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US Department of the Interior mulls issue with Hilcorp's Liberty project spill plan

  • Author
  • Tim Bradner
  • Editor
  • Keiron Greenhalgh
  • Commodity
  • Oil

Anchorage, Alaska — Federal agencies are in the final stages of the regulatory approvals for Liberty, an Alaskan Beaufort Sea offshore project planned by Hilcorp Energy, but a wrinkle has developed for the oil spill contingency plan for the project, according to US Department of the Interior officials.

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Liberty is about five miles offshore and about 20 miles east of the large Prudhoe Bay field on the North Slope, which is onshore. Hilcorp plans to build an artificial gravel island and produce about 70,000 b/d of light oil through a subsea pipeline built to shore, which will then connect with onshore pipelines.

In its plan, the Houston-based independent's proposal is to ignite spilled oil to remove it quickly from the ocean surface, but current US Interior Department regulations require mechanical cleanup, with skimmers, as the primary response.

"The oil spill response plan is the last piece needed [in approvals for Hilcorp] and some aspects of the plan are requiring a hard look," Interior Assistant Secretary Joe Balash told an Alaska business group.

The option for ignition as primary response is currently not allowed in the Arctic area Outer Continental Shelf plan, Balash said Monday in a follow-up email.

"We are working with them to make improvements in the plan," he said.

The company has been asked to do further risk analysis, said another Interior official, who asked to speak on background.

How to best contain and clean up an offshore Arctic oil spill is a problem that has confronted federal regulators and industry for years.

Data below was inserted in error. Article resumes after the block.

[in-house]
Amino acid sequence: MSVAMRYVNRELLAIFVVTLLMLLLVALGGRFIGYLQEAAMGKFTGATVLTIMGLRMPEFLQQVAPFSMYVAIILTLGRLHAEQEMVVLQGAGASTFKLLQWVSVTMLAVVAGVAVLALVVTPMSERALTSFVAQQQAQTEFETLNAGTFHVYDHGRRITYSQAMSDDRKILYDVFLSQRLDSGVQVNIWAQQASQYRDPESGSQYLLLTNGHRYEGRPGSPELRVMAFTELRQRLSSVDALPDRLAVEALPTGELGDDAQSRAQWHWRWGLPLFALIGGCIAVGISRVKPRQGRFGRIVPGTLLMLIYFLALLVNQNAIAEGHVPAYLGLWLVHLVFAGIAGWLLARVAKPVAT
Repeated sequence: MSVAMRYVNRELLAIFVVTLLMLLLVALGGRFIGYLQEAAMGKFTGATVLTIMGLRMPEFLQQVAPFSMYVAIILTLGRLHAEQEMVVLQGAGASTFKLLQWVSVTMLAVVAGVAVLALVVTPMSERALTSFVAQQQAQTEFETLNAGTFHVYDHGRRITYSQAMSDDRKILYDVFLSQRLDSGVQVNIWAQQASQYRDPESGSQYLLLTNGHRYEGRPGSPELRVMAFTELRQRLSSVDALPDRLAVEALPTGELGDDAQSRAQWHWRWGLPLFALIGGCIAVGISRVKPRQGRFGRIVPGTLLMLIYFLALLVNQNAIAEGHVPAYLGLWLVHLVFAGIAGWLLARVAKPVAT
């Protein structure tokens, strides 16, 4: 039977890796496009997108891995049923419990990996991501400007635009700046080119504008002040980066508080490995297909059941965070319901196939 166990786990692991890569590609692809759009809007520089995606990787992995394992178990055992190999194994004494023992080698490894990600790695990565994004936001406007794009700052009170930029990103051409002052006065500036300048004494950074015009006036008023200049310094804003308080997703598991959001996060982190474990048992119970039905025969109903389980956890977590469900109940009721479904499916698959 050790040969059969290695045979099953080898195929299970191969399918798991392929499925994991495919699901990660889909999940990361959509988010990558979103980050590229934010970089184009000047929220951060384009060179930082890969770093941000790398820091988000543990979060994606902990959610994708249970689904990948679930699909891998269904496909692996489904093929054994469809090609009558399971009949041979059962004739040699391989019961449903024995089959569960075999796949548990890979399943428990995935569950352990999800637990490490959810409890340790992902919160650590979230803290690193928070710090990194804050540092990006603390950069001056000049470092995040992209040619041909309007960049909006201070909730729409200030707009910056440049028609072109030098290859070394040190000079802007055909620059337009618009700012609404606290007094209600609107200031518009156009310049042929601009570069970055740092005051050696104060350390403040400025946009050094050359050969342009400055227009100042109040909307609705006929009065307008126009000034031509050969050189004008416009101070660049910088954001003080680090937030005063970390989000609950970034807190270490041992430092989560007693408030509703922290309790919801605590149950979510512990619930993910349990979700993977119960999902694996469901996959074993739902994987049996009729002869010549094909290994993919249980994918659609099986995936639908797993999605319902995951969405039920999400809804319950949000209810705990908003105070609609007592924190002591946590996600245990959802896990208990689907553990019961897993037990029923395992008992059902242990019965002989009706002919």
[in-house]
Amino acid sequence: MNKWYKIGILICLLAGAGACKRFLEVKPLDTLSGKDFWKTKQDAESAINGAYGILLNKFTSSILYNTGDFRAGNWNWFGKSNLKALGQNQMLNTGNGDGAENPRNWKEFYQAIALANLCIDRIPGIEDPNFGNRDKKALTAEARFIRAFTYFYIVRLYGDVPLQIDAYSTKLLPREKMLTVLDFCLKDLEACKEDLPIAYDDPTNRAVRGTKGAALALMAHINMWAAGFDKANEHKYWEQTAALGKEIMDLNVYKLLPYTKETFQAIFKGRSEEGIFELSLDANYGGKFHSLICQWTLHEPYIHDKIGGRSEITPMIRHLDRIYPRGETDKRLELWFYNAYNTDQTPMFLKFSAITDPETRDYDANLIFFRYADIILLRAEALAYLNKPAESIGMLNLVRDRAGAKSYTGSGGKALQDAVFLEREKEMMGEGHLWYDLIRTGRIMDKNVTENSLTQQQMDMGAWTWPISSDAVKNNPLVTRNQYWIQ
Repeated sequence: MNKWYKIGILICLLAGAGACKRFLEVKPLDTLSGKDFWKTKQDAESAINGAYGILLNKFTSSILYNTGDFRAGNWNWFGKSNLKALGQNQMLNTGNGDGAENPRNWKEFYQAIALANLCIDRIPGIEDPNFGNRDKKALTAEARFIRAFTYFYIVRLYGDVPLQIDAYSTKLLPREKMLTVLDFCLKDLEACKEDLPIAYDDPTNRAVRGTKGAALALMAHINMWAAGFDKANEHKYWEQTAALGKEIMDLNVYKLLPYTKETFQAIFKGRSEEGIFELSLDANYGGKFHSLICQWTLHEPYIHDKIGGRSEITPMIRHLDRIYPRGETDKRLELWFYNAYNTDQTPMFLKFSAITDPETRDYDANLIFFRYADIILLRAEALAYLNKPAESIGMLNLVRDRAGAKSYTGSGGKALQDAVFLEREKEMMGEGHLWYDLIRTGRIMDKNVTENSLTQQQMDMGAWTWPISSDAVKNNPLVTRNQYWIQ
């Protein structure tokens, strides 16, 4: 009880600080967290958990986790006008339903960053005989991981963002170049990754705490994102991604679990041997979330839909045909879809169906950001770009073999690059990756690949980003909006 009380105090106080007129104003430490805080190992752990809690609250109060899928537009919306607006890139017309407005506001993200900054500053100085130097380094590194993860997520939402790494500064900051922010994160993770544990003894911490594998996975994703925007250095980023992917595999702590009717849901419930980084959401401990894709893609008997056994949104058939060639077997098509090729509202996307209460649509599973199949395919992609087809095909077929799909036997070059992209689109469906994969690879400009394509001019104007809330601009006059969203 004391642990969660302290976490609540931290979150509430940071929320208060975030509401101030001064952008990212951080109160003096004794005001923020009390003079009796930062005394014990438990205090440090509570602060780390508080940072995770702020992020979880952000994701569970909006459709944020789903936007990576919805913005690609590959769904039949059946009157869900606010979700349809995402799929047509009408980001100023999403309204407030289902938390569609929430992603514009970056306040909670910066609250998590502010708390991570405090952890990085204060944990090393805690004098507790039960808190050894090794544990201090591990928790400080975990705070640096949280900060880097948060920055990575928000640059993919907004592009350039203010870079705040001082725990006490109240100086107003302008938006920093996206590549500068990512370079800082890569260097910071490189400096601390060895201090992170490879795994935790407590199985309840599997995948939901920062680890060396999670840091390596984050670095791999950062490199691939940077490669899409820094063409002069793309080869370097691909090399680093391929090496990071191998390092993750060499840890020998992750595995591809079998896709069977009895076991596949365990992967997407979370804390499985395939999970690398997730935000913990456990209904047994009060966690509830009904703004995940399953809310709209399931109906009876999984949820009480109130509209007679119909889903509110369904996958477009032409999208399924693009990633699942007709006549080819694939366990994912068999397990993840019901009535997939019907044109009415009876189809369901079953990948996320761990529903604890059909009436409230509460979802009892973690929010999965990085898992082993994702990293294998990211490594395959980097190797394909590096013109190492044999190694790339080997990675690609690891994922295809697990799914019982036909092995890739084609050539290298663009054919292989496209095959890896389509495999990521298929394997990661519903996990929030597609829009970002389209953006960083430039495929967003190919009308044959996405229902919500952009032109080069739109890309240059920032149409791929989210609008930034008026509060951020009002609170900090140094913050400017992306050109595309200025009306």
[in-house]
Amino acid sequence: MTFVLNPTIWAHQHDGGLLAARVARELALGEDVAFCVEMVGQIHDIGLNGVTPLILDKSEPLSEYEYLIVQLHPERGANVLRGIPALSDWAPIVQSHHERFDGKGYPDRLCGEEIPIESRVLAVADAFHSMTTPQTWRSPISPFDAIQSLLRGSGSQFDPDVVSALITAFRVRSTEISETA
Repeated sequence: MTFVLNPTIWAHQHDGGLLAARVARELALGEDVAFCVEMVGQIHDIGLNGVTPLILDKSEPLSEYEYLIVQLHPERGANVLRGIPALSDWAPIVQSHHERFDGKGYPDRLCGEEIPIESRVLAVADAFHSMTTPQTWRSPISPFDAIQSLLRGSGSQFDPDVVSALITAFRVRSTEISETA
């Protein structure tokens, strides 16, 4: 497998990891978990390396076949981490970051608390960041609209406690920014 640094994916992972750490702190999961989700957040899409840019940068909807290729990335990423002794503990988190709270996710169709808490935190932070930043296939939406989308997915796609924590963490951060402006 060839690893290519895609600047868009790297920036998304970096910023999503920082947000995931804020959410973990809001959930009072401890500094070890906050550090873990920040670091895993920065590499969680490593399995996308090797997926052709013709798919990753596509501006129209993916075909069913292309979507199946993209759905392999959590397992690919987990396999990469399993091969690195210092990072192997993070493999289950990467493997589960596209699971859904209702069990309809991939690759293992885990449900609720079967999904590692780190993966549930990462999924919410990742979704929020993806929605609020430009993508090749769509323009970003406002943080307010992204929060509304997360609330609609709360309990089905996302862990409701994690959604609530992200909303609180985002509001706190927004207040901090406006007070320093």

Containment and oil recovery is problematic at best even in open ocean like the US Gulf of Mexico, as the 2010 Macondo blowout demonstrated, but problems are compounded in the Arctic by the presence of ocean ice during much of the year. Ice presents operational challenges for oil skimmer vessels and the deployment of conventional containment booms, which are the accepted industry practices.

Companies have long argued that the most effective way of removing spilled oil on water is to burn it. Once ignited, the burning oil can be contained in fire-proof booms. The efficiency of this has been demonstrated in demonstration burns in Canada's far north and in Norway.

However, the ignition must be done fairly quickly while the oil contains enough flammable volatiles to catch fire, and before it emulsifies and disperses in currents and winds. This essentially means companies must have pre-approvals from federal and state agencies to use the technique, because even if it is an accepted alternative to conventional mechanical recovery the time needed to get the approvals from regulators may delay the ignition to the point it is ineffective.

Precisely this happened in the 1989 Exxon Valdez spill in Prince William Sound in Alaska when regulators waited until it was too late for ignition and weather intervened to disperse the oil slick.

There has also been pushback from the public, however, including from coastal Arctic communities where residents worry about air pollution from smoke and other hazards. This has caused agencies to hesitate to allow burning as a first option.

These problems proved to be regulatory headaches for Shell's 2013 exploration in the Chukchi Sea, which resulted in the company building a specialized oil spill recovery barge.

Balash said Hilcorp may also have to mobilize additional spill response equipment for Liberty if the issues with ignition cannot be resolved soon enough.

Liberty is almost a twin with an existing Beaufort Sea producing project, Northstar, which is also Hilcorp-operated and west of Liberty. It is six miles offshore and utilizes a sub-sea pipeline.

Northstar is exposed to more difficult ocean ice than Liberty would be and has been producing since 2001 without an operational incident, but the 2010 Macondo spill changed the federal regulatory environment for offshore projects.

Liberty is estimated to hold about 150 million barrels of recoverable oil, according to the Bureau of Offshore Energy Management, which administers federal Outer Continental Shelf leases, where the project is located.

-- Tim Bradner,

-- Edited by Keiron Greenhalgh,